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How one guy paid off $380,000 in just 21 months

How one guy paid off $380,000 in just 21 months
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Alex Sadler |
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The idea of paying off massive debt can seem impossible, which is why many people just ride it out. But when you decide to make it a priority, you may find that you can turn things around a lot quicker than you thought — and save yourself a whole lot of money in the long run.

Whether it's student loans, credit cards or some other big debt, making the decision to pay it off can be the hardest part of the process. And when you can't seem to find the motivation to make it happen, learning how someone else did it can be the perfect inspiration.

Meet Blake Hillstead. He graduated dental school with a whopping $380,000 of student loan debt, but with some planning and hard work, he managed to get it paid off in just 21 months!

How he paid off $380K in less than two years

It's probably no surprise that Hillstead says he was completely overwhelmed and stressed out when he realized the total amount of debt he owed after graduation, which Hillstead noted in a story for Student Loan Hero. And like many people, he was facing this huge debt, along with interest, while also trying to support a family and raise young children.

Hillstead says he and wife went back forth many times about how they should approach the debt — ride it out with minimum payments so they could upgrade their current spending habits and lifestyle, or,  pay it off as quickly as possible to relieve the burden.

Hillstead says in order to save themselves a lot of stress and money over time, they decided to pay off the loans as quickly as they could.

Read more: How to figure out exactly how much debt you have

Step 1: Refinance

For a while, Hillstead said he couldn't even bear to look at his loan balances, since his Stafford loans were set at an interest rate 6.8% and his Grad PLUS loans at 7.9%. 

When he finally added up all the numbers, Hillstead's loans were costing him $26,000 a year in interest alone! So the first step in his payoff plan was pretty clear: refinance those loans to save on interest. 

Here's how he did it:

  • First, he refinanced $55,000 in loans down from a 6.8% interest rate to a new 7-year term with a variable rate. "While I thought that choosing a variable rate loan might be risky, I figured the economy was still going to be slow for awhile, so I took the risk," Hillstead wrote
  • Next, he took out a home equity line on his house. "This was a little gutsy—and in retrospect probably a little too aggressive," he wrote. "But I was able to completely get rid of my 7.9% APR loans and change them to a 3.75% fixed rate! The fixed rate was nice here since it balanced out some of the risk of my student loan portfolio."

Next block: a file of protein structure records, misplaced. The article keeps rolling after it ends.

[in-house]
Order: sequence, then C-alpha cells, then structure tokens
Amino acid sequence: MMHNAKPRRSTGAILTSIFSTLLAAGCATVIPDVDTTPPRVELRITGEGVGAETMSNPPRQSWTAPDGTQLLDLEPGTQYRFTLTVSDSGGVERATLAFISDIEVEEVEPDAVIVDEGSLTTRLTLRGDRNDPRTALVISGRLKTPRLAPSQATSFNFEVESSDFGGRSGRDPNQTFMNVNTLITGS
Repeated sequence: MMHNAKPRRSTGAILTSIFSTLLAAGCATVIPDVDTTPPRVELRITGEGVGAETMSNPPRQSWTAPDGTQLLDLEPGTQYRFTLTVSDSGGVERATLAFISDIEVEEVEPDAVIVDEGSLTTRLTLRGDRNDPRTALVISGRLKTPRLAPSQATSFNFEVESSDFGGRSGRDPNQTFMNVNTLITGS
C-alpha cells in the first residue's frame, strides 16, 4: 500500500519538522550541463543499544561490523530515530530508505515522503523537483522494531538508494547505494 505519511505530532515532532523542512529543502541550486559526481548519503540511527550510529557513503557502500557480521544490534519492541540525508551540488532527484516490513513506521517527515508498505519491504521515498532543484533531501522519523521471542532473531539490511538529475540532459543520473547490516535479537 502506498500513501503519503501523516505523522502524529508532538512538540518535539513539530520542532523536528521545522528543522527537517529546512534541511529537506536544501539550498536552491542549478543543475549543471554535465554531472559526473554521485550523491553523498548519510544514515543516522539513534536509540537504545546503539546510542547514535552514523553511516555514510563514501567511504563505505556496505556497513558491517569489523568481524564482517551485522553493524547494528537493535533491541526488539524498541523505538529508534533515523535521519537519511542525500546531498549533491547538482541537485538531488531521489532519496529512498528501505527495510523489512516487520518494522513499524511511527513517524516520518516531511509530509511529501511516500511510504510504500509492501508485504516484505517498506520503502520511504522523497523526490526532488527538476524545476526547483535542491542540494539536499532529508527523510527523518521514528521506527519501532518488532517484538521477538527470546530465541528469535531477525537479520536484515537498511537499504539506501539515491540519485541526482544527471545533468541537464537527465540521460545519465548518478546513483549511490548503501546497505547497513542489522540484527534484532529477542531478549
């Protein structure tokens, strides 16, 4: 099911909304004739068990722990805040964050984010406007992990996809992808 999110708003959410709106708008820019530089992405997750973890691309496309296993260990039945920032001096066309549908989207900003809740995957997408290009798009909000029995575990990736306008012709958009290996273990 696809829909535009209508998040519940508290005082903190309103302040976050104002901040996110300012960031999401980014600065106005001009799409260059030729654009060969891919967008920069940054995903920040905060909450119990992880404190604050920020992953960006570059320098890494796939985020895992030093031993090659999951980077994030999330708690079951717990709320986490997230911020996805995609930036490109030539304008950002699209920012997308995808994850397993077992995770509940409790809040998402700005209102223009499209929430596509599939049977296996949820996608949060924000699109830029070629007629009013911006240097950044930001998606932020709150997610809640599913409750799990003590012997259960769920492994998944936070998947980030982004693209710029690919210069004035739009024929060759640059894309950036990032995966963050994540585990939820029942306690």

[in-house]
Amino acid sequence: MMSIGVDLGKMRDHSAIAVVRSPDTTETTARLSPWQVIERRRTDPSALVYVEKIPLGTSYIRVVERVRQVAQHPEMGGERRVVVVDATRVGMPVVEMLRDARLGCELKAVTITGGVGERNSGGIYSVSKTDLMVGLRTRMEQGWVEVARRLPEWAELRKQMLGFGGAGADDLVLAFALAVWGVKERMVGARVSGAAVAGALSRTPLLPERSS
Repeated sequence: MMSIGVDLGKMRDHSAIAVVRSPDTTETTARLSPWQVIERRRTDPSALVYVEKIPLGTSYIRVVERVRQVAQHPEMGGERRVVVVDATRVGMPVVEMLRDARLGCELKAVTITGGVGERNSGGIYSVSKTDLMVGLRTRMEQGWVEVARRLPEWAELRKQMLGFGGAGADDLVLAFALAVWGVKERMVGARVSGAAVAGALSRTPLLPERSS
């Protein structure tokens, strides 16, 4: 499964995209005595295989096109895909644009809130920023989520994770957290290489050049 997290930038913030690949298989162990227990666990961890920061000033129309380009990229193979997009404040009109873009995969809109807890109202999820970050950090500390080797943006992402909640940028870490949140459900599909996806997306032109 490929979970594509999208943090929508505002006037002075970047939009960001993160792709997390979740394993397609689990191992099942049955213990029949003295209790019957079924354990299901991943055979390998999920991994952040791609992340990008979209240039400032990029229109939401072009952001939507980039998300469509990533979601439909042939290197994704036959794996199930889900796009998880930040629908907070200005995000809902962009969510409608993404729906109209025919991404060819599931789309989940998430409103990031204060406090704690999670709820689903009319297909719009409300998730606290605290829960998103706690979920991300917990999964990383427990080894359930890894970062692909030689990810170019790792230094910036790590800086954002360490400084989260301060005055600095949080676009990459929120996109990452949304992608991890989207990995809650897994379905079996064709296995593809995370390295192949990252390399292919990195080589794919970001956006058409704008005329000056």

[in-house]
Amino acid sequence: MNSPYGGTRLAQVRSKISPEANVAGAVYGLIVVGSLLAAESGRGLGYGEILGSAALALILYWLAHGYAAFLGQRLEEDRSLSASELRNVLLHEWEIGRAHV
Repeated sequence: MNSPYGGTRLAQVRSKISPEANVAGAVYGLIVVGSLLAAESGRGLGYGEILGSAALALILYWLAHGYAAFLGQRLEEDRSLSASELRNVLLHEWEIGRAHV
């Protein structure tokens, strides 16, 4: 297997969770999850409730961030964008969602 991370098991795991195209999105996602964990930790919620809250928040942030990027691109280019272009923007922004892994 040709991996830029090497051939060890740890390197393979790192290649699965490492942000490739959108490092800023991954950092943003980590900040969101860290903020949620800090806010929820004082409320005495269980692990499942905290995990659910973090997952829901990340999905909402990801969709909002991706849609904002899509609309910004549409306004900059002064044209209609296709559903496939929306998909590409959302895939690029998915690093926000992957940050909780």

• He then refinanced the remaining loans through a private student loan lender, which reduced the interest to a 2.74% variable rate.

Hillstead says this allowed him to reduce the annual interest he was paying by about 70%, which meant he could put more money toward the principal, allowing him to pay off the debt much quicker.

Read more: 6 ways to eliminate your student loan debt

Step 2: Earn more money

After the refinance process, Hillstead knew he needed to make more money to get the debt paid off quicker — especially since it involved variable interest rates.

He bought and ran his own orthodontic practice, and then also began working as an associate at other offices as a way to increase his income. He says he worked long hours and even worked on weekends.

Step 3: Reduce expenses

Hillstead says he and wife also reduced their expenses and didn't make any big purchases during the payoff period. They kept their old cars, reduced their spending and didn't do anything "extravagant." His family moved out of their "starter home," rented it out to tenants and moved into an inexpensive rental house.

Hillstead says it was a sacrifice, but as he continued to make progress and actually make a dent in the overall debt, it just gave him even more motivation to keep going. And after just 21 months, he was able to pay off the loans in full.

How you can do it, too!

Regardless of how much debt you have, getting it paid off is the only way you will ever reach financial freedom — and it all starts with the decision to make it a priority!

While Hillstead's strategies may not work for you, there are some key lessons that anyone with debt can take away from his story — with the two biggest being the power of refinance options and how increasing your income can be a huge factor in speeding up your payoff timeline.

If you have student loans and don't qualify for any of the debt forgiveness programs, there are tons of options available now for you to refinance your loans to a lower interest rate, which can save you big bucks over time. Here are some refinance options to consider.

If you're facing big credit card debt, consider balance-transfer offers that will reduce the interest. Here's more on how it works.

Finding ways to increase your monthly income can also be a key part of the debt payoff process. If you can't take on a part-time job on top of your full-time work, look into opportunities that allow you to use your skills to make extra money online. There are also tons of side jobs out there that can help you boost your income on your own schedule.

Here are some more resources to help you get started: